Foreword from Katie, Student Health Promotions Coordinator
Welcome to the WIT Peer Educators’ brand new Sex Ed Series here on our blog. Each Wednesday this semester the WIT Peers will be sharing a post filled with great information about sexual health. WIT Peers are trained GVSU students that work for Recreation & Wellness. They will be choosing and researching topics that they think are important for others to know more about.
While our WIT Peers are passionate about sexual health, the information they share should not be considered expert advice. The blog posts are meant to be educational and spark interest in learning more. Please reach out to appropriate health care professionals if you want sexual health advice.
Finally, we know that talking about sexual health is often avoided in our society and that we may be sharing information that is new or “taboo” throughout this series. Please know that our approach, as we work to promote sexual health on campus, is to engage in evidence-informed, sex-positive, inclusive and empowering messages to all students so that we can reduce shame and stigma while supporting students in making the best decisions for themselves. To that end, we will be posting about a variety of topics, identities, and sexual activities to give students the tools they need to make informed decisions.
If you have any questions, comments or concerns throughout the semester, please reach out to me (Katie Jourdan), Student Health Promotions Coordinator with RecWell directly.
Why a Sex Ed Series?
According to 2018 National College Health Assessment data, 74% of GVSU students are sexually active, which is slightly higher than the national average of 67.5%. Whether we are sexually active or not, it's important to educate ourselves about sexual health. Sex happens to be a natural part of our life as humans (though we know that not everyone wants nor chooses to engage in sexual activity!) However, it turns out that most young people in the U.S. do not receive comprehensive sexual education before they get to college. Receiving comprehensive sexual education - which includes information about anatomy, sexual behaviors, sexually transmitted infections (STIs), sexual dysfunction, contraceptives, sexuality, communication and consent - promotes positive sexual behaviors. Because we want GVSU students to be able to make the best decisions for themselves, and we know not everyone received information prior to arriving at GVSU, we are hoping that our Sex Ed Series helps give you some basic information and encourages you to seek more information about sexual health this semester.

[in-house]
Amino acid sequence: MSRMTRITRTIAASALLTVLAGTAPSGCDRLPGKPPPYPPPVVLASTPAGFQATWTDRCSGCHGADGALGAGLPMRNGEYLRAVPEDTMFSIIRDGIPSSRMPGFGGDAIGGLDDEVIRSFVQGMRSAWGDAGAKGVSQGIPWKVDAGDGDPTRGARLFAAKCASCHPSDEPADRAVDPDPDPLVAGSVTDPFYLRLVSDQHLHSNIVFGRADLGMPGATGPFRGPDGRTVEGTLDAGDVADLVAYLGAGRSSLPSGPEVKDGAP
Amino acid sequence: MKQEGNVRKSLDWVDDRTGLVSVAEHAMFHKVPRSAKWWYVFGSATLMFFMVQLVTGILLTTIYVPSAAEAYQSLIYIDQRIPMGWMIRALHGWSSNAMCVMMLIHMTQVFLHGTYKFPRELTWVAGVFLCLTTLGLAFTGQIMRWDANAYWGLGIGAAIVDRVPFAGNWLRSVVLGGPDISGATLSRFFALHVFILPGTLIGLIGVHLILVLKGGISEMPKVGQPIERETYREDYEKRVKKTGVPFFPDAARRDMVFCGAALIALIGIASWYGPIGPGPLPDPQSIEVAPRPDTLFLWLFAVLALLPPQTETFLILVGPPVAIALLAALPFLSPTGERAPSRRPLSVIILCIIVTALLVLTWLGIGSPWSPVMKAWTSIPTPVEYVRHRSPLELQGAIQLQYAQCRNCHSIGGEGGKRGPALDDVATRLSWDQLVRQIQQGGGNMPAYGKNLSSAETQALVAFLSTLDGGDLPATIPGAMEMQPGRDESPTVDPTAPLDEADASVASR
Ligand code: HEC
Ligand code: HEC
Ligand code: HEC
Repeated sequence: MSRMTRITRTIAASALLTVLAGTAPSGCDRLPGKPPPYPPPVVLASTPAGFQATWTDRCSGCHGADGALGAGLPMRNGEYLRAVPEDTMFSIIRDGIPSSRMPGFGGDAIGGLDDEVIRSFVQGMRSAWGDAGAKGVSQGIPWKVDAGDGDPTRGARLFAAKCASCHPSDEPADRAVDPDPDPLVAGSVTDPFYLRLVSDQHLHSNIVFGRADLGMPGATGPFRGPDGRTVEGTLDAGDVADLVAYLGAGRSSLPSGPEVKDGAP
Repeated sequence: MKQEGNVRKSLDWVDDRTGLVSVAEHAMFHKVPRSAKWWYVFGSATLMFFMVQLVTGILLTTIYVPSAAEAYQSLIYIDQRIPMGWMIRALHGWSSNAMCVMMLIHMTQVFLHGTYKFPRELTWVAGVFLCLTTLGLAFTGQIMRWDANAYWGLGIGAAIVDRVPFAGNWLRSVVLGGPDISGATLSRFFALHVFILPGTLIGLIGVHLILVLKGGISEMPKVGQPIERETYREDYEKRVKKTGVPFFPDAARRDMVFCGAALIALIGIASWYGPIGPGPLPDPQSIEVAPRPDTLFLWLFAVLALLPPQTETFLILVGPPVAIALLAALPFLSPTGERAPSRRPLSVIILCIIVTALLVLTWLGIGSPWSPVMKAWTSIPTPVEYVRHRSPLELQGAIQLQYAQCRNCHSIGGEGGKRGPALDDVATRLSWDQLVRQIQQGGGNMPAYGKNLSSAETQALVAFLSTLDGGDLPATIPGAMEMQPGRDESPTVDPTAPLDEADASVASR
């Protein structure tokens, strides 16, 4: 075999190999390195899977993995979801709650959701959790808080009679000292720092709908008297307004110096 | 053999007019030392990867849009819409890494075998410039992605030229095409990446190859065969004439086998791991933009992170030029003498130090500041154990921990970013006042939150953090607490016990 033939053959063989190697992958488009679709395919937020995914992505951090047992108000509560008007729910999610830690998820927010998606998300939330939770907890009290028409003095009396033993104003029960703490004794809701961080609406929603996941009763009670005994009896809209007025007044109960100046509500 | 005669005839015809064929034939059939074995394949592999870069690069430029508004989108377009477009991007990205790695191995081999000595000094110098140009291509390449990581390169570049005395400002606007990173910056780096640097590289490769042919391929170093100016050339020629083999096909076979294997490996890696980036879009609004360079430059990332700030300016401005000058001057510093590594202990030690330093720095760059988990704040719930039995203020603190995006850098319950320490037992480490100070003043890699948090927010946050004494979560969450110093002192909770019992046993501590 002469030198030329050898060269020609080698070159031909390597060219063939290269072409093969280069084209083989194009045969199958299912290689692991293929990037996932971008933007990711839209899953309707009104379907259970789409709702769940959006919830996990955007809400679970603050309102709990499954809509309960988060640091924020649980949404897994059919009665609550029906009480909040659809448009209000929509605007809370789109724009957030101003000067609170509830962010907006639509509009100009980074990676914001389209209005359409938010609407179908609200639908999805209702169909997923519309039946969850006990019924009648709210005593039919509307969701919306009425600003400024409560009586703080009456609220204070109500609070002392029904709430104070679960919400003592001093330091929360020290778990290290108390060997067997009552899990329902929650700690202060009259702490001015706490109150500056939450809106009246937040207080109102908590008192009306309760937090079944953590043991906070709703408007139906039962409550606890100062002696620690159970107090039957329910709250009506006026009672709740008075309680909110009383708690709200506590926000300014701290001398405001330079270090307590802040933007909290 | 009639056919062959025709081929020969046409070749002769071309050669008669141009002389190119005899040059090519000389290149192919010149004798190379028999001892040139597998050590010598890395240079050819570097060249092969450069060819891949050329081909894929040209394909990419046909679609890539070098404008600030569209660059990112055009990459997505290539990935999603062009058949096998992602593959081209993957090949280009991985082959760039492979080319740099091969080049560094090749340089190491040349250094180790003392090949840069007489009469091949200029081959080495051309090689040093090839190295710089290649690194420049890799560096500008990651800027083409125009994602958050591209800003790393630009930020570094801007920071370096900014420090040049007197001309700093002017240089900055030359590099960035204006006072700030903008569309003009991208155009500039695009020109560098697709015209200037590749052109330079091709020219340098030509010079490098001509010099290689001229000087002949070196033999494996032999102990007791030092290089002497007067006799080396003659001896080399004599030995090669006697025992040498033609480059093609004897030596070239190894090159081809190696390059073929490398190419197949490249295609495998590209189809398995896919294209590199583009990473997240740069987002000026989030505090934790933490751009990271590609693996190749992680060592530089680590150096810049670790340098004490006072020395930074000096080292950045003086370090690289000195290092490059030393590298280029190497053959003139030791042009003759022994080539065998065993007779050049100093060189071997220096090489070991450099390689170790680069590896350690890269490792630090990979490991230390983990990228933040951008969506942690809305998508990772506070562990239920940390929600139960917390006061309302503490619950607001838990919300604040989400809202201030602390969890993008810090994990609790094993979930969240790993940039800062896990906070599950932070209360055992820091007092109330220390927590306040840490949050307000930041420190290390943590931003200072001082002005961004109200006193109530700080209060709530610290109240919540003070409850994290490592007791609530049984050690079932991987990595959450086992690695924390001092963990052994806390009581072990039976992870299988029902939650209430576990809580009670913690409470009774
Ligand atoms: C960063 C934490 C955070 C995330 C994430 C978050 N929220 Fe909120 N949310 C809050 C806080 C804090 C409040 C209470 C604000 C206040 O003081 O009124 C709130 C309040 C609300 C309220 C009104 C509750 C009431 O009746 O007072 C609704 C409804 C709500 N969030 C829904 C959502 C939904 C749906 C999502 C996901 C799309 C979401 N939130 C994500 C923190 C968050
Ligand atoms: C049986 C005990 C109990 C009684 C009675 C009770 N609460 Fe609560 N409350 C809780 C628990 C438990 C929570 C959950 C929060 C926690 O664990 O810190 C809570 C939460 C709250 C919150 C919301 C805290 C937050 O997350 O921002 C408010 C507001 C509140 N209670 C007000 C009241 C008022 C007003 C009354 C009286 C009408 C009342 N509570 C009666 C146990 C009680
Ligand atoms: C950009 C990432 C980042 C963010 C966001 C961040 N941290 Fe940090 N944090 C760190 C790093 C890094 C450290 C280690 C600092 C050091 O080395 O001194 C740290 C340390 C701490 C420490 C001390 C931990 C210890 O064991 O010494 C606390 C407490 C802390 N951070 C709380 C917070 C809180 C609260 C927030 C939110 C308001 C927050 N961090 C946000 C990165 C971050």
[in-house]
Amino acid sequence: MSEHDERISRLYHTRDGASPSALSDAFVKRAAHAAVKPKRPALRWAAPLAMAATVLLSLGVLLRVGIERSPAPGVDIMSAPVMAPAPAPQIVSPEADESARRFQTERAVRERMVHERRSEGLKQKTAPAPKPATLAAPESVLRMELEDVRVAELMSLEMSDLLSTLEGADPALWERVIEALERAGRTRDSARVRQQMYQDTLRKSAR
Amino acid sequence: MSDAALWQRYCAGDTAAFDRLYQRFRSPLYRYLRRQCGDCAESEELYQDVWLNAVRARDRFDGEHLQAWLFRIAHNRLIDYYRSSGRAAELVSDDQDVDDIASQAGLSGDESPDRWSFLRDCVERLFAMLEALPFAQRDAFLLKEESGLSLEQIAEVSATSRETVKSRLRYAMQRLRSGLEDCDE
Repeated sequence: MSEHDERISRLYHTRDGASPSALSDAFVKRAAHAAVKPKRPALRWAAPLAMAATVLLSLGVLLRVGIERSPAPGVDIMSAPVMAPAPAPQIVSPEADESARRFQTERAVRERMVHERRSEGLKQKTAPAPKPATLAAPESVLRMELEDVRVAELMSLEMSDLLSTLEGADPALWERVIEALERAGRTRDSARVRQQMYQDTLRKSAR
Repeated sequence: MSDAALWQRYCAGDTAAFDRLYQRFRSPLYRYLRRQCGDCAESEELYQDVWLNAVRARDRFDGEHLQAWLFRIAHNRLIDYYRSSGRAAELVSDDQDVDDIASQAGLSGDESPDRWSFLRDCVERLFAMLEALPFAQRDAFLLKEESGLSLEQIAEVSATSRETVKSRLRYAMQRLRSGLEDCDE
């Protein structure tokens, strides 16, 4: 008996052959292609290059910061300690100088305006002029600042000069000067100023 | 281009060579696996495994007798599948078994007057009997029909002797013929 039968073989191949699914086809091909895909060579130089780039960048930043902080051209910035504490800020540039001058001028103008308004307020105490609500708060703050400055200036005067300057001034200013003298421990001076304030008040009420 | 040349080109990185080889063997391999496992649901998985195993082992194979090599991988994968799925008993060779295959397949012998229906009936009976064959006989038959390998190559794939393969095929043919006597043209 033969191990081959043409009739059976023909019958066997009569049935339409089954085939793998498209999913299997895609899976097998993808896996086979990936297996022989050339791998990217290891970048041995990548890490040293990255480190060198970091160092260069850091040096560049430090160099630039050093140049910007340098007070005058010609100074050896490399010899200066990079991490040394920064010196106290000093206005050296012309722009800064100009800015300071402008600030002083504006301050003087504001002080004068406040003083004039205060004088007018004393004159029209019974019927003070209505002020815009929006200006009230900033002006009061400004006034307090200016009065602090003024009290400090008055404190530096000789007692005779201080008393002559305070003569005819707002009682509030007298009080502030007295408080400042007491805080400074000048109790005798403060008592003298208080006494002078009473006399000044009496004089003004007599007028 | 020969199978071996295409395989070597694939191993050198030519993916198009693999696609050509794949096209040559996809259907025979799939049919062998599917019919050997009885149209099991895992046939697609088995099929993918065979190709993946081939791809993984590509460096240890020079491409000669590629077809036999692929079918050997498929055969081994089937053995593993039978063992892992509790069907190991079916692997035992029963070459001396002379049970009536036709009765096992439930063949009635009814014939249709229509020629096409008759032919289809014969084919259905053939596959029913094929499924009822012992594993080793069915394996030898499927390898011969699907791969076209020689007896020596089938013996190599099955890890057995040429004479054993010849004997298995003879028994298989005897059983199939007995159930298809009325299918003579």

So, what is Sexual Health?
First, we will say that sex, sexuality and sexual health are different. Sex is often used as a broad term to talk about sexual activity. And, sexuality is way more than sexual orientation or sexual activity; it “is influenced by the interaction of biological, psychological, social, economic, political, cultural, legal, historical, religious and spiritual factors.” Sexuality also includes being healthy sexually.
According to the World Health Organization, “sexual health is a state of physical, emotional, mental and social well-being in relation to sexuality, and not merely an absence of diseases or dysfunction.” Having a positive and respectful approach to one’s sexuality and sexual relationships, along with the possibility to have pleasurable and safer sexual experience without discrimination, which is free of coercion and violence, is the foundation of sexual health. Sexual health is a big part of our life, which significantly affects the other areas of our well-being. Having good sexual health means you are well informed, careful, respectful to yourself and others, and enjoying yourself sexually in a way you are comfortable with.
Sexual Health is Health: Talk to your Health Care Provider
Sexual health is as important as any other type of health (physical, mental, emotional, etc.). It is important to talk to your health care provider if engaging in any sexual activities; you can/should talk about pleasure and discomfort during sexual activities, consent, STIs, contraceptives, menstrual hygiene and more.
Let’s take STIs (sexually transmitted infections) for example - every year approximately 19 million cases of STIs are diagnosed in the United States, and half of them are amongst people belonging to 15-24 years of age. Untreated STIs can lead to long term health complications, increasing risk factors of certain types of cancers, reproductive health complications and infertility. However, these health complications are preventable and educating ourselves about sexual health and engaging in safer sex practices is an important way to do that. Regular STI screening can help us to find an infection at an early stage and receive treatment.
It is observed that sexual health is not discussed much and we can do that... by simply starting a conversation about it; Henry Ford Health System has some good tips for talking to your health care provider about sexual health.
As Katie said, we will have a new post every Wednesday about different topics about sexual health, so stay tuned! Coming up in the next few weeks: shame and stigma, hookup culture, and condoms.
By: Sonal Subhash Mandale, WIT Peer Educator
Foreword by: Katie Jourdan, MPH, CHES, Student Health Promotions Coordinator
Posted on Permanent link for Welcome to the Sex Ed Series on January 18, 2021.